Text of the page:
Fortune 500 companies with women positioned on their boards yield stronger return on equity than those with less women. These companies consistently maintain at least a 26% performance lead than their competitors in the same market. Since women in the US influence more than 80% of buying decisions, it stands to reason that there should be a relative distribution of women leaders in those organizations, says Dr. Patricia Anderson of Authentic Transformational Leadership.
Women in leadership makes economic sense. Conceptually, this is valid, according to Dr. Anderson, however, there exists a gap between conceptualization and the realization that women lead only 4% of Fortune 500 companies and hold only 16% of corporate board seats. Dr. Anderson proposes an examination into the causes and effects that are limiting or reducing the number of women in leadership positions is warranted.
Internal and External Barriers
Substantial barriers to women leading are both implicit and explicit in nature, noted Dr. Anderson. These obstacles are present in academia in general, and in the science, technology, engineering, and math fields. For instance, researchers cite “male-dominated networks, intimidation and harassment” as detractors to women pursuing leadership positions. Developing women leaders, on the other hand, is a step in the right direction. Dr. Anderson advises that educating women on leadership practices, challenges, and providing viable support will help to ameliorate some of the challenges that are prohibitive to their interest and pursuit of leadership positions.
Recruitment efforts for women are not as robust as the efforts to attain and retain their male counterparts. Additionally, the perception of female leaders by both male and female, overall, is that women are less competent, and in a male dominated leadership culture, fewer women at the top indicates less support for those aspiring to those positions. Sexual harassment is also a deterring factor, according to Dr. Anderson. Perception and reality both serve to dissuade women; they play out a less than desirable scenario mentally, and then decide not to pursue these positions. Dr. Anderson contends that an uphill battle is what they expect, and some choose to go with the flow rather than muddy the waters. Men, on the other hand, may view a woman’s presence in leadership as a threat, and employers view women, because of childbirth and child-rearing, as being less productive and costlier to the company.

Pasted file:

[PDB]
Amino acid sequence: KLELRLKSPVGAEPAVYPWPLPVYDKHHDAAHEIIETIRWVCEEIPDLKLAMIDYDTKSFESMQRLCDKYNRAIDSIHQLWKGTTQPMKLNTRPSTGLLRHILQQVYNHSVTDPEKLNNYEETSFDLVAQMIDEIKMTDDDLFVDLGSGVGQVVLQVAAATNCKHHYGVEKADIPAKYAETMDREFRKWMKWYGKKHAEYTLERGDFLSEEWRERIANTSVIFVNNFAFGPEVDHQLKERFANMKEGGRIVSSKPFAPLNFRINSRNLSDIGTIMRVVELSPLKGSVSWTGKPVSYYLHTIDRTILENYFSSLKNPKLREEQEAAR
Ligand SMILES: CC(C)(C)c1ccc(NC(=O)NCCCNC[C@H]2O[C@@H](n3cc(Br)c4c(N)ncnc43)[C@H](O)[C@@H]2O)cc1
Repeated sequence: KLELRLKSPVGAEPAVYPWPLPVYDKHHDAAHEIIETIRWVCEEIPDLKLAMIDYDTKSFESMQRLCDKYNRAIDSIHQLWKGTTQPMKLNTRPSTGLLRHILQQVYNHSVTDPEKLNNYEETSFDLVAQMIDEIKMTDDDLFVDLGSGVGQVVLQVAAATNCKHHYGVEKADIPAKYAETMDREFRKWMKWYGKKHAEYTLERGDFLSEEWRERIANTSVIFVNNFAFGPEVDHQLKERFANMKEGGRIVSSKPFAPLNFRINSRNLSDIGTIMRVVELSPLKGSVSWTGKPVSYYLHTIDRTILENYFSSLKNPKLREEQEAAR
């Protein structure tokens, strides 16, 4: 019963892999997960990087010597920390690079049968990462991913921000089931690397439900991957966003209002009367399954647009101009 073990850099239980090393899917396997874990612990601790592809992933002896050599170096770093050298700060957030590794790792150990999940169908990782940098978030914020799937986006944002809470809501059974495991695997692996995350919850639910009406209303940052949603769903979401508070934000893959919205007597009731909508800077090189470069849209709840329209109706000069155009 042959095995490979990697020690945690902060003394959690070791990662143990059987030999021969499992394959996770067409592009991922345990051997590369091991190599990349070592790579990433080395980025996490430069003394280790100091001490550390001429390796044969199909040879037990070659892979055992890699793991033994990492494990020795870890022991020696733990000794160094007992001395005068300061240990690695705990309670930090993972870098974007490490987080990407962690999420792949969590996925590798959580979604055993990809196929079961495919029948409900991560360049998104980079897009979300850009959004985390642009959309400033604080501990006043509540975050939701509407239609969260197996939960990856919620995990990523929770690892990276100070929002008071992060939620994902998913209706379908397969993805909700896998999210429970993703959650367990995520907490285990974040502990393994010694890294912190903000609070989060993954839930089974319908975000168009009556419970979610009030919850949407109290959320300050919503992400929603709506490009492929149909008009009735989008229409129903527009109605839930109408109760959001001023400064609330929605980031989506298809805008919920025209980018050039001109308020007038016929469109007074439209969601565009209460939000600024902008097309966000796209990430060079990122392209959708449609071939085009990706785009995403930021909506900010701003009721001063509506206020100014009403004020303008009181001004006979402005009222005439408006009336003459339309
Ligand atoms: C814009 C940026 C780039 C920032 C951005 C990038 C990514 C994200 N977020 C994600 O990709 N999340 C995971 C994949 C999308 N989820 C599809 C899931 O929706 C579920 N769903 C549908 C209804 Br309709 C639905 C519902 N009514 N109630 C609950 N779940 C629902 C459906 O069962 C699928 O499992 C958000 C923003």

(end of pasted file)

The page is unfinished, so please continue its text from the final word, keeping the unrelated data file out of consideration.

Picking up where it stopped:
Men in Leadership Positions
Dr. Anderson observed that despite research evidence to the contrary, men still hold most leadership positions. In the areas of decision making, sociologists cite women as being conditioned to be more empathetic, consistent, and sensitive to others’ perspectives in decision making. Why, then, do men hold most of the leadership positions? Dr. Anderson cites cultural standards, gender socialization, as well as perception, as playing vital roles in how men and women are treated in the workplace, and subsequently frame their ascendancy through the leadership ranks. Since the primary responsibility of the household usually falls on the women; men by default can focus more on their careers, promotional opportunities and career development.
Gender schema theory, asserted Dr. Anderson, originates in the home and can transcend to the workplace, affecting women in limiting their perspectives about gender roles, and subsequently defaulting leadership roles to the male to fulfill. Some women may feel that taking on the role of a CEO, means they may have to project male characteristics, rather than simply being themselves. It does make a difference that men hold the lion’s share of the leadership positions, since research consistently identifies desirable leadership traits as more prevalent in women than in men. In that case, the more qualified person should lead, regardless of gender, affirms Dr. Anderson.
In Women in Transformational Leadership…Why Now? – Part 2, Dr. Anderson discusses the benefits of women leadership. Additionally, she explores DEIA implications, mental wellness, inclusive design, and leading in the metaverse, as they relate to women leaders.
About Dr. Patricia Anderson
Dr. Anderson holds a degree in Computer Science and an MBA in Management Information Systems and International Business. It was love for inspiring and empowering others through leadership that ultimately led her to start an organization that focuses on transformational leadership coaching and development. She has worked for some of the world’s most prestigious organizations and CEOs, including General Electric and AT&T. Dr. Anderson also lectures at the Forbes School of Business and Technology and other business schools. She is also a Certified Change Practitioner.
Dr. Anderson is transforming the way leaders think about Organizational Change Management (OCM) by sharing her ground-breaking research on the attributes and conduct of transformational leaders. She targets two core leadership behaviors: Authentic Transformational Leadership (ATL) and Pseudo Transformational Leadership (PTL), and identifies the effects of ATL and PTL leadership, designs strategies for effectively reversing PTL behavior, and prescribes optimal solutions to successfully lead in both the current and post-pandemic business environments.